23 December, 2008

Merry Holidays!

Great New Yorker cover!

The last orders are packed and Tom and I are the last ones at the shop today. Everyone else left early to start trips or go shopping. After a couple of holiday beers we'll lock up. Velo Orange will re-open on January 5.

We're having a traditional goose dinner with friends at our house, then heading north to see family and, perhaps, do a bit of skiing. Any one doing bike related stuff?

There will be news about hubs, new quick release skewers, new LED dynamo lights and other cool stuff when we get back.

Hope everyone has a great holiday season. Cheers!

19 December, 2008

Various Notes and Things

We will be closed for the Holidays, from December 24 through January 4.

If you need any components made in Japan you probably will want to buy them soon. The recent strengthening of the Yen may result in price increases of as much as 25% when when we get our January shipments. Ouch!

It was interesting that a comment on the previous post asked us to stock wheels with internal gears and interior brake hubs. Just yesterday I was asking Tom to get pricing on wheels with a Strumey Archer internal gear rear hub with brake and a front hub with dynamo and brake.

We are also ordering our cassette hub wheels, but I don't want to release details just yet.

The fixed/SS wheels just came in. We'll probably run out of this first shipment soon, but more are due in next week.

17 December, 2008

Wheels and Rims

I recently treated myself to a new set of fixie/single speed wheels.

They are hand-built in the USA on 36-hole flip-flop, sealed bearing, high flange, hubs. These are the well known and very nice hubs made in Taiwan for Formula, IRO, Velocity, etc. They are very smooth, look nice, and (I'm told) are very durable.

Of course I didn't want the narrow aero rims favored by the hip crowd. Instead I got my favorite Sun CR18 rims. The inexpensive CR18s are a super durable 22.5mm triple box section rim. At 484 grams they are lighter than some single wall rims. The spokes are DT 14g stainless.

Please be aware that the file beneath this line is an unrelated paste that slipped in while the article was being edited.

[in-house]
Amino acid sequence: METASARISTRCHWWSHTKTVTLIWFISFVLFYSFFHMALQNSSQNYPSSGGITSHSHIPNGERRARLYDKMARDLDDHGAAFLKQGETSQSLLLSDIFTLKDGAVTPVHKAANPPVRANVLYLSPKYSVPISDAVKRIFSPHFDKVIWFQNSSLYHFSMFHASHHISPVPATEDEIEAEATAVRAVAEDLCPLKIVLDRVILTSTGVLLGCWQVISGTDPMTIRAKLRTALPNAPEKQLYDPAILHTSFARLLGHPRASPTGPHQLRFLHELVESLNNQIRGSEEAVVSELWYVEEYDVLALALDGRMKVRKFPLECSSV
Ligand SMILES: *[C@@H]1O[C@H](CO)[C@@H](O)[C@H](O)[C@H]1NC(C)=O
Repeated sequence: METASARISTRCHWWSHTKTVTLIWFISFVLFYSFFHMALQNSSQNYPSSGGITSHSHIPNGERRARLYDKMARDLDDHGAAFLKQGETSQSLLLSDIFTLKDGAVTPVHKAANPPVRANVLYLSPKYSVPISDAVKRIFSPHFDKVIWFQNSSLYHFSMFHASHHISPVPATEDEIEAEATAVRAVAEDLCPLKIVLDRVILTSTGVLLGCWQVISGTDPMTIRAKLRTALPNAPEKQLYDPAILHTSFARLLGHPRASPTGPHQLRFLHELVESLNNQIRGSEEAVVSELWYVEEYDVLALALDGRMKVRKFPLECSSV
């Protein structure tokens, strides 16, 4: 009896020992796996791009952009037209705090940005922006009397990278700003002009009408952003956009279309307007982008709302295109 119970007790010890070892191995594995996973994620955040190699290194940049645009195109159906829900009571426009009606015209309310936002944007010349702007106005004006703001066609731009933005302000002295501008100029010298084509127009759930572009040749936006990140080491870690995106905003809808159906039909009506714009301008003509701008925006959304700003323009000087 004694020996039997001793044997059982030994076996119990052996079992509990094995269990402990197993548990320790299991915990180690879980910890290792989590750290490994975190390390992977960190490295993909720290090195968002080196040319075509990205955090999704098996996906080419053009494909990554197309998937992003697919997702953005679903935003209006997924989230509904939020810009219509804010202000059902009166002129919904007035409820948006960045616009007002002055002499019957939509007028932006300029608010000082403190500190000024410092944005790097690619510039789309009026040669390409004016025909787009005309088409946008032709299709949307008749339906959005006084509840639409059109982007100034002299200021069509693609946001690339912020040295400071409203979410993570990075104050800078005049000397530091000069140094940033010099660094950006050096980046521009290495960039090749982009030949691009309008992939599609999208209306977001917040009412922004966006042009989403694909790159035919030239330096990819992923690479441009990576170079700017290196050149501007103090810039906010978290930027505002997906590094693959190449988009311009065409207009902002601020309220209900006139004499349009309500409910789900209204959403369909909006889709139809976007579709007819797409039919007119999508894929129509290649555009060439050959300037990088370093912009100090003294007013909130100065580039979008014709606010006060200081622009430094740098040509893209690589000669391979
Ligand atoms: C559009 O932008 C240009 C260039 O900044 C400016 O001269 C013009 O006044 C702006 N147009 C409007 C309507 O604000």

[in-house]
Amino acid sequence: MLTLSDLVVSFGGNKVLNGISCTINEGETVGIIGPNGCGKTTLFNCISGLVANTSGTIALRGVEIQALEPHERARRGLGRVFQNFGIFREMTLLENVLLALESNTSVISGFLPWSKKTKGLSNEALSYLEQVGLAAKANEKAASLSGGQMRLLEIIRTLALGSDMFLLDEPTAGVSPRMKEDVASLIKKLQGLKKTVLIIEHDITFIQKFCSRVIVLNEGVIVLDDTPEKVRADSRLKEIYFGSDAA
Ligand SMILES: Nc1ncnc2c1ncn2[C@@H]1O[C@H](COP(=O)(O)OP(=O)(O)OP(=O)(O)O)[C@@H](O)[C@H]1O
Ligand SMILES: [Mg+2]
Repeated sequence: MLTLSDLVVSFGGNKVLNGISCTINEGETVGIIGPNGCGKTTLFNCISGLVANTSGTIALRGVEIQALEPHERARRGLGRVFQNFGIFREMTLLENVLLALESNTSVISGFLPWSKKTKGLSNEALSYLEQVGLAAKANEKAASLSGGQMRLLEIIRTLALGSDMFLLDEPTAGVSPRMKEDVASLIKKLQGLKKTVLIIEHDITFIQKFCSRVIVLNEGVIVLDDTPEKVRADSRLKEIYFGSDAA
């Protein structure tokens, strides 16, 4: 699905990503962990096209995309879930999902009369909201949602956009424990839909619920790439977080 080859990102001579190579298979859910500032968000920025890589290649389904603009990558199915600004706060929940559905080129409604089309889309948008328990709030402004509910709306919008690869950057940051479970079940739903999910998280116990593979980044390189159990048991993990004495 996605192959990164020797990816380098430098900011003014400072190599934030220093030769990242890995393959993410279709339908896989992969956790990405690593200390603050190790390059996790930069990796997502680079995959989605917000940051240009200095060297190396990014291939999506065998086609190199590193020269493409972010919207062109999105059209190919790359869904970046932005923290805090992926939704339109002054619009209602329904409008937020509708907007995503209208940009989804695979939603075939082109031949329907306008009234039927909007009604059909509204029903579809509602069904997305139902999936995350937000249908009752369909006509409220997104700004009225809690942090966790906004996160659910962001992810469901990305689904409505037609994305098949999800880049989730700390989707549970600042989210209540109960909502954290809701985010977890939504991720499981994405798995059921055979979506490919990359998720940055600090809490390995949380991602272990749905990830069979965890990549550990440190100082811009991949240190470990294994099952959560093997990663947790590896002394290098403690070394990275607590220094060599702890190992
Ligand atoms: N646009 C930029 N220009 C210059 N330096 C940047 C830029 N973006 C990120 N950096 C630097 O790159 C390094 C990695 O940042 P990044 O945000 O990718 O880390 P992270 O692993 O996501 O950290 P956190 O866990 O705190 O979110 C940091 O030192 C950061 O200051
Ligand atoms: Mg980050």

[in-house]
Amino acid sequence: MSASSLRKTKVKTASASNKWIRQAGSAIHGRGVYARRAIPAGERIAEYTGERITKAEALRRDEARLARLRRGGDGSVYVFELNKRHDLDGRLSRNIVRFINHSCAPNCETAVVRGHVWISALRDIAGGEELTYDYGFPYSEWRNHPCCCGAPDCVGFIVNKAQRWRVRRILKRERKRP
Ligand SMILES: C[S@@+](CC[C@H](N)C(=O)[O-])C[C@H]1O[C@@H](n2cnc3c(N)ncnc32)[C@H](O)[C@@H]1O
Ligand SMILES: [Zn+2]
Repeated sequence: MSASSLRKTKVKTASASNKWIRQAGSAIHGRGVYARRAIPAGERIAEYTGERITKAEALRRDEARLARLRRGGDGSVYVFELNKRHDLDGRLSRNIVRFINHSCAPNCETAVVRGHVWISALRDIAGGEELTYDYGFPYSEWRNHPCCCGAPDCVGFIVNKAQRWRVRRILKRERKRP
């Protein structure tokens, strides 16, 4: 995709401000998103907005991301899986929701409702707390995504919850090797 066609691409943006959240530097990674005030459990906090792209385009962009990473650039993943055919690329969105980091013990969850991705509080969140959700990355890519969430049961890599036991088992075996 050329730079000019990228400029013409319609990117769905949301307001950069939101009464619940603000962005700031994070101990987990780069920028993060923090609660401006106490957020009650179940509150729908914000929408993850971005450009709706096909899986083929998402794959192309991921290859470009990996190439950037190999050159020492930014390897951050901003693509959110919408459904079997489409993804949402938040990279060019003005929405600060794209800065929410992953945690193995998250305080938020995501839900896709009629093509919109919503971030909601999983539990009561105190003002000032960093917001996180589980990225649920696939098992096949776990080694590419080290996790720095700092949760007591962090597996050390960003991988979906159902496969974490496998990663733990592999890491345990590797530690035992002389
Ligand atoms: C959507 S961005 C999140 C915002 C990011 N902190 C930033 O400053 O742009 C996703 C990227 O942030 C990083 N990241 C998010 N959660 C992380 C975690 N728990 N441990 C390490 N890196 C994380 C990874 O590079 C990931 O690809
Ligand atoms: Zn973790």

My thinking was that these wheels will take wide tires and be super durable, yet reasonably light. The rear is spaced at 120mm, but there is room for a couple of 5mm spacers should I decide to use them on a road frame.

Tom and I were impressed enough by these wheels that I decided Velo Orange should stock them. And at about $160 I think they are a great bargain. Of course this means we'll be stocking track cogs and freewheels and related stuff too. We expect the first shipment of wheels in a couple of days.

We are still not decided about what sort of basic cassette wheel to stock. If anyone has ideas...

Speaking of wheels, we had been considered importing a retro-style rim from Taiwan. It's a single wall, pinned, 500gm rim with a highly polished finish, much like the old Super Champions. In the end I decided that with modern rims being stronger, lighter and with similar prices, the retro rims didn't make much sense. But I may have been wrong; apparently there are a number of folks who do want such rims. So we just asked for updated pricing and delivery times on 650b and 700c versions, about $40-45 and 2-3 months. Does anyone here think there would be significant demand for rims like that?

16 December, 2008


Minnehaha bags are now in stock. They are made of 18oz cotton canvas with nicely thought out details. I want to complement the folks at Minnehaha for having the good taste to make black bags with tan leather so they will match the new Velo Orange bags (Actually our leather is darker, but close enough.) This should please the style conscious bag-matchers among us.

The medium saddle bag, which is pretty darn big, makes a nice alternative to handlebar bag. It's big enough for a fair load of extra clothes and food for a long day trip. I like that the interior is white for better visibility.

The Utility Panniers are my favorite of the Minnehaha bags for two reasons. The tall narrow shape solves heel clearance issues for many big-footed men who ride bikes with short chain stays. The other reason I like them is because they don't look like the VO pannier I've been planning ( VO's are more traditional).

The Minnehaha Grocery Pannier is a nice folding design that will be perfect for many city bikes. Anyone who goes grocery shopping on a bike should have one or two of these.

15 December, 2008

Bikes at Work

Ahren Rogers sent this photo of Leah, his partner, picking up supplies at the welding shop. Ahren builds our Pass Hunter and City bike frames and Leah welds our stainless steel racks. That's one big bike trailer.

12 December, 2008